It appears that the short term agenda of the new government will be directed principally at the activities of unions, especially in the building and construction sector. In the longer term, focus will switch to the outcomes of the Productivity Commission review of industrial relations legislation and the creation of a substantial second term agenda.
For some, this will not be enough, with a strong employer consensus developing in the lead up to the election for more radical and more rapid change – see related story. Until the new Senate from 1st July 2014 is finalized, it is not clear how much and how soon a more radical agenda for workplace change might be implemented if the new Government responds to employer pressure.
SEMINAR: Duty of trust and confidence in employment
AIER, in conjunction with the Victorian Chapter of the Australian Labour Law Association and the Monash Law Faculty is holding an important seminar unpicking the implications for duty of trust and confidence in employment following the decision of the Full Federal Court in the Commonwealth Bank of Australia v Barker. This case is expected to have far-ranging ramifications for employment law.
The seminar brings together two of the counsel representing the CBA and the ACTU in the appeal case –  FCAFC 83 – to discuss the case and answer questions from the audience.
The counsel are:
Dr Chris Bleby, SC, South Australian Bar
Mr Mark Irving, Victorian Bar
Date: Wednesday, 23 October 2013
Dr Chris Bleby, SC is a barrister at Hanson Chambers in Adelaide. He practises predominantly in the areas of administrative law and commercial litigation, as well as in constitutional, succession, taxation and employment law. He was trial counsel for the Commonwealth Bank in Barker v Commonwealth Bank of Australia  FCA 942 and junior counsel in the appeal, Commonwealth Bank of Australia v Barker  FCAFC 83.
Time: 5.30pm for 5.45pm to 7.15pm
Venue: Monash University Law Chambers, Marsh Centre, 555 Lonsdale Street, Melbourne
Mr Mark Irving has been a member of the Victorian Bar for 15 years. He is an Executive member of AIER. He practises principally in the fields of industrial and employment law. He was counsel for the ACTU before the Full Court in Commonwealth Bank of Australia v Barker  FCAFC 83 and junior counsel for the respondents in Board of Bendigo Regional Institute of Technical and Further Education v Barclay  HCA 32; (2009) 290 ALR 647.
A majority of the Full Federal Court [Justices Lander and Jacobson] has concluded that there is an implied term of mutual trust and confidence in all Australian employment contracts. This is considered by many practitioners to be a major re-shaping of Australian employment law. Justice Jessup disagreed with the majority.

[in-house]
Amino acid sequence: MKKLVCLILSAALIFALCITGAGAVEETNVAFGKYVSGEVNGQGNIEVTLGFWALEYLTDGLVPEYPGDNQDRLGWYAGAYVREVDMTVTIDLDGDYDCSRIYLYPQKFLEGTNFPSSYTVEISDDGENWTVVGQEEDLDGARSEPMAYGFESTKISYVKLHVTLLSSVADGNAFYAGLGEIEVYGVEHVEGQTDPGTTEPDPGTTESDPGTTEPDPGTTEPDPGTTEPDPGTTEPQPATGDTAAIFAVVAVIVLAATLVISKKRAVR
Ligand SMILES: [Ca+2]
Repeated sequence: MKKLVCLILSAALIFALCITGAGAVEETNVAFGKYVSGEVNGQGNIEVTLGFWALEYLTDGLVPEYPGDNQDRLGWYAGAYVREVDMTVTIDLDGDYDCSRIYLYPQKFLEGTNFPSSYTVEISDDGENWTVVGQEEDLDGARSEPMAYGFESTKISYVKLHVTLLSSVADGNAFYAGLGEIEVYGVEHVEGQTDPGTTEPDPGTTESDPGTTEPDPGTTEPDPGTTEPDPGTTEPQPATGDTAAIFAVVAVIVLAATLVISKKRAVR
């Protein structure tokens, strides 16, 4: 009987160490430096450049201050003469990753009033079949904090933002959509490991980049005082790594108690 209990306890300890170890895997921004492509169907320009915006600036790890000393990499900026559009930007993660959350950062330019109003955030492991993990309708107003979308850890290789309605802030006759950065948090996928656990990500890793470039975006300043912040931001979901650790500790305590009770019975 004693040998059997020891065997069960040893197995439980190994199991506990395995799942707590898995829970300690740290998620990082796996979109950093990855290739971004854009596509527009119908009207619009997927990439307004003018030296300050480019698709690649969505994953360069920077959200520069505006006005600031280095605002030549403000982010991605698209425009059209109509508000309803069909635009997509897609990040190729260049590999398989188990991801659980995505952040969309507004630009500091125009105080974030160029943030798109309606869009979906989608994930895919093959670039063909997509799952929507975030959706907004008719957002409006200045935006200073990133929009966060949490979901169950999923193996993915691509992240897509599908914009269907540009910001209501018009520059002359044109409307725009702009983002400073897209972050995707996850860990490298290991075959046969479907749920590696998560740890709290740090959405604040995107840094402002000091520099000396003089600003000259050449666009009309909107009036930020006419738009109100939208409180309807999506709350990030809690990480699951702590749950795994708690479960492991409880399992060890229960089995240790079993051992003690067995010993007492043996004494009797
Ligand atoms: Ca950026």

The majority has held that there is implied by law into all Australian employment contracts a term of mutual trust and confidence which can be expressed as a requirement that the employer will not, without reasonable cause, conduct itself in a manner likely to destroy or seriously damage the relationship of confidence and trust between employer and employee.
Barker was a long-term employee of the Commonwealth Bank whose position was declared redundant and whose employment was, ultimately, terminated. The decision at first instance was that the employer had conducted itself in a manner likely to destroy or seriously damage the relationship of confidence and trust between employer and employee and awarded Barker damages in excess of $300,000.
Although it determined the case on a slightly different basis, the majority on appeal found that the Bank had CBA breached the implied term because it failed to contact Mr Barker about redeployment for a period that was unreasonable. Final damages were increased slightly due to errors in calculation.
The implications of this case are expected to be significant, for both employers and employees.
Come along and talk to key participants in this case to fully understand the ramifications for Australian employers and employees.
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The Australian Institute of Employment Rights (AIER) is an independent organisation that seeks to ensure fair and decent workplace rights for all. Informed by an expert panel of industrial relations practitioners, lawyers and academics, AIER works in the areas of legislation, research, education and advocacy to champion the fundamental rights and responsibilities of employers and workers, and to create positive workplaces.